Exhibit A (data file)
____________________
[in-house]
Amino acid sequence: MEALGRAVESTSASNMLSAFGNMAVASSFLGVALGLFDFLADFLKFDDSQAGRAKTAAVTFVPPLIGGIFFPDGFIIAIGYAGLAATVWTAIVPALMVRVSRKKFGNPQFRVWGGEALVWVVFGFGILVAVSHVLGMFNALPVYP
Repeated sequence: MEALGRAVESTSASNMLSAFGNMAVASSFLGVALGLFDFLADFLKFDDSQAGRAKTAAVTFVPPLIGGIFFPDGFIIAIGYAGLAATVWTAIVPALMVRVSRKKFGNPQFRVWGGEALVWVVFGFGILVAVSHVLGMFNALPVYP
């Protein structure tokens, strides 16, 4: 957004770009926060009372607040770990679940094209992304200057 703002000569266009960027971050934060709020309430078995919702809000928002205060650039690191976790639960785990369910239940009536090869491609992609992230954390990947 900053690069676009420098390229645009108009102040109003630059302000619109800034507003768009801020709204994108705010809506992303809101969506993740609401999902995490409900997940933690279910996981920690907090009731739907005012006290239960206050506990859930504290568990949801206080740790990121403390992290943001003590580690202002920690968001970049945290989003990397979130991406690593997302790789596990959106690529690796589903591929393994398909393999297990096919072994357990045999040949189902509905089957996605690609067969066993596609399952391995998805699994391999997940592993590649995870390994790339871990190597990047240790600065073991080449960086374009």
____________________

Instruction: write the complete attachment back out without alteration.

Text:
[in-house]
Amino acid sequence: MEALGRAVESTSASNMLSAFGNMAVASSFLGVALGLFDFLADFLKFDDSQAGRAKTAAVTFVPPLIGGIFFPDGFIIAIGYAGLAATVWTAIVPALMVRVSRKKFGNPQFRVWGGEALVWVVFGFGILVAVSHVLGMFNALPVYP
Repeated sequence: MEALGRAVESTSASNMLSAFGNMAVASSFLGVALGLFDFLADFLKFDDSQAGRAKTAAVTFVPPLIGGIFFPDGFIIAIGYAGLAATVWTAIVPALMVRVSRKKFGNPQFRVWGGEALVWVVFGFGILVAVSHVLGMFNALPVYP
């Protein structure tokens, strides 16, 4: 957004770009926060009372607040770990679940094209992304200057 703002000569266009960027971050934060709020309430078995919702809000928002205060650039690191976790639960785990369910239940009536090869491609992609992230954390990947 900053690069676009420098390229645009108009102040109003630059302000619109800034507003768009801020709204994108705010809506992303809101969506993740609401999902995490409900997940933690279910996981920690907090009731739907005012006290239960206050506990859930504290568990949801206080740790990121403390992290943001003590580690202002920690968001970049945290989003990397979130991406690593997302790789596990959106690529690796589903591929393994398909393999297990096919072994357990045999040949189902509905089957996605690609067969066993596609399952391995998805699994391999997940592993590649995870390994790339871990190597990047240790600065073991080449960086374009």